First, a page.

Homosexuality, Contemporary

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Homosexuality, Contemporary

This entry contains the following:

Michelle Parke

Michelle Parke

Michelle Parke

Michelle Parke


Homosexuality as an identity and a set of practices has undergone repeated metamorphoses since classical antiquity. Before the nineteenth century homosexuality was thought of not as an identity but as a series of practices and attitudes. "In some societies same-sex behaviors and attitudes have been generally accepted, even honoured. In other times and places they have been considered reprobate, branded sinful and immoral" (Aldrich 2006, p. 8). The language used to label those behaviors has experienced numerous revisions, from the absence of words to designate such practices in ancient Greece and Rome, to contemporary times in which most languages have numerous words to mark homosexual identities and practices. Responses to homosexuality have been filtered through religious, legal, and cultural lenses and have varied widely from positive recognition to violent persecution and oppression.


The historical debate over how to classify homosexual practices and attitudes has culminated in the late-twentieth- and early twenty-first-century conversation about how to define homosexuality and bisexuality as "sexual attraction, sexual behavior, political self-identification or some combination of these factors" (Smith and Haider-Markel 2002, p.1). The debate also includes whether homosexuality is a stable and innate characteristic or a social construction in which sexuality categories are applicable only in one place and at one time if at all (Smith and Haider-Markel 2002). In addition to this attempt at a definition the gay, lesbian, bisexual, and transgender (GLBT) community has been working for legal recognition and rights in many European countries, including the United States, and challenging the persecution of homosexuals in countries such as Saudi Arabia.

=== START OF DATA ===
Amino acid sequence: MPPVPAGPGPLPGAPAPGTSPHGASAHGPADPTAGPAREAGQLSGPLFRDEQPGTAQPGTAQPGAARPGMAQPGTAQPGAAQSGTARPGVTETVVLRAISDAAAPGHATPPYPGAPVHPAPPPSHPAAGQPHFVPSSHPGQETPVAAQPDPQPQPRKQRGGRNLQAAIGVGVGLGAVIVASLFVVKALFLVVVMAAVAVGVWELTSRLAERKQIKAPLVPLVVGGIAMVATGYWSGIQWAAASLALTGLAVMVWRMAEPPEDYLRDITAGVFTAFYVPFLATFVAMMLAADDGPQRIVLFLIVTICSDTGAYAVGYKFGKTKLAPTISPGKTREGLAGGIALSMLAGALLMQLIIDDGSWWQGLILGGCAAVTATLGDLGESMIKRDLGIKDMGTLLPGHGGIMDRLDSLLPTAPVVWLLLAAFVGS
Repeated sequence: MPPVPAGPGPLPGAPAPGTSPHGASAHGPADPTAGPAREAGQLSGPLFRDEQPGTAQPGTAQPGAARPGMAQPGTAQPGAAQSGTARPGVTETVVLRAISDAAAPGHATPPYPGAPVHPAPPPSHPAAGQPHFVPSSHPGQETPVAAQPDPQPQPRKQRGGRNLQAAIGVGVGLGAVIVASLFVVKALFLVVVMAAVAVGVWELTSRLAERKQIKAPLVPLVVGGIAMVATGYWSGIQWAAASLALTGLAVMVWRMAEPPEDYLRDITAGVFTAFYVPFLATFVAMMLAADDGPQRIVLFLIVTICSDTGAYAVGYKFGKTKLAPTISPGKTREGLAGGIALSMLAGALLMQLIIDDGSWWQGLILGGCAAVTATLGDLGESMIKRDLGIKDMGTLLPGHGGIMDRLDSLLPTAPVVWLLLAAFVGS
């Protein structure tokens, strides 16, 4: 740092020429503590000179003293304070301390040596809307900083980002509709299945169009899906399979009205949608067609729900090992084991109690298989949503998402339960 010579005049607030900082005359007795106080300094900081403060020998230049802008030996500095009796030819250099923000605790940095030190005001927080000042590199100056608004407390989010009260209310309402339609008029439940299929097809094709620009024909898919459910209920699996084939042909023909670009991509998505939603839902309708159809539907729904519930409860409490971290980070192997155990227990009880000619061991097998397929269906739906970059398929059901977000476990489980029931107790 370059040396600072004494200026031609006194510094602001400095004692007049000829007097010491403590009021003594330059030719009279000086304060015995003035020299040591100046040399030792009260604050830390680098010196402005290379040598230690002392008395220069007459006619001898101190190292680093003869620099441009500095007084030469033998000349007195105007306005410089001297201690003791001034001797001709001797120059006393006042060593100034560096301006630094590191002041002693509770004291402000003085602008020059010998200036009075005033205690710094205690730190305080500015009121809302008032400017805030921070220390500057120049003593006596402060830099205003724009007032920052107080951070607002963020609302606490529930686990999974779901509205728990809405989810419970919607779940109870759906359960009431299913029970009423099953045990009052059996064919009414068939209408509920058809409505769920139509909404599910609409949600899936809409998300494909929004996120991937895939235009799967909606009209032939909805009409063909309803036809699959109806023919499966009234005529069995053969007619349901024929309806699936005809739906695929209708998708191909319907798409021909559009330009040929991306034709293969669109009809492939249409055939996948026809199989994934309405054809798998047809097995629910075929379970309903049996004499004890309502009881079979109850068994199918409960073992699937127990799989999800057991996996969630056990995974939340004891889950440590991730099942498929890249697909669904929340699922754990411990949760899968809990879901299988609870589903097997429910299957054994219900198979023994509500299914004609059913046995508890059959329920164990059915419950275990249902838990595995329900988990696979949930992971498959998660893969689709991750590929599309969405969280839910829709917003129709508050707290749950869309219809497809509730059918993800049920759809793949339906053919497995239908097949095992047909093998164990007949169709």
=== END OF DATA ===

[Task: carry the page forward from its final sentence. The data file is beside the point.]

Scholars have argued that same-sex relations throughout recorded history fall into three broad categories: "between adults and youths, often in an initiatory context; between persons who abide by their culture's gender conventions and persons who assume that cultural status of the other sex or of an 'intermediate' gender; and between persons of equal age and status" (Chauncey, Duberman, and Vicinus 1989, p. 9). Those relations are influenced by a variety of factors, including race, class, religion, laws, and age. The contemporary understanding of sexuality and its identities, including gay and lesbian identities, cannot be applied to or layered onto historical considerations of homosexuality, because the modern notion of homosexuality takes a number of factors into account that were not part of general knowledge in earlier historical periods.


The first category, which often is referred to as pederasty, has been evident in many cultures, particularly during antiquity. Pederasty is distinct from pedophilia because "it is age-controlled (no young children) and excludes females" (Bullough 2004, p.1). This category of homosexuality must be understood in its historical context and not in the context of contemporary European and North American assumptions and ideas about homosexuality and relations between adult men and young men. In ancient Greek culture relationships between men and young boys were common; young men were initiated into an elite group through penetration by an adult male. This type of relationship was featured in Plato's Symposium, specifically in Aristophanes's speech (Hupperts 2006). Primarily, the sexual contact was limited to kissing, fondling, anal penetration, and ejaculation on the thighs or buttocks, and oral sexual contact appears to have been rare (Bullough 2004). In Rome same-sex male relationships generally occurred in a military context, but men were expected to be virile and dominant in all aspects of their lives, including sex. For a Roman man "sex equated to penetration, and in principle all sexual acts in which he was not dominant were condemnable"; this meant sex with adult men, women, or boys (Hupperts 2006, p. 49). In both cultures types of sexuality never were referenced in the same way they are in the contemporary world.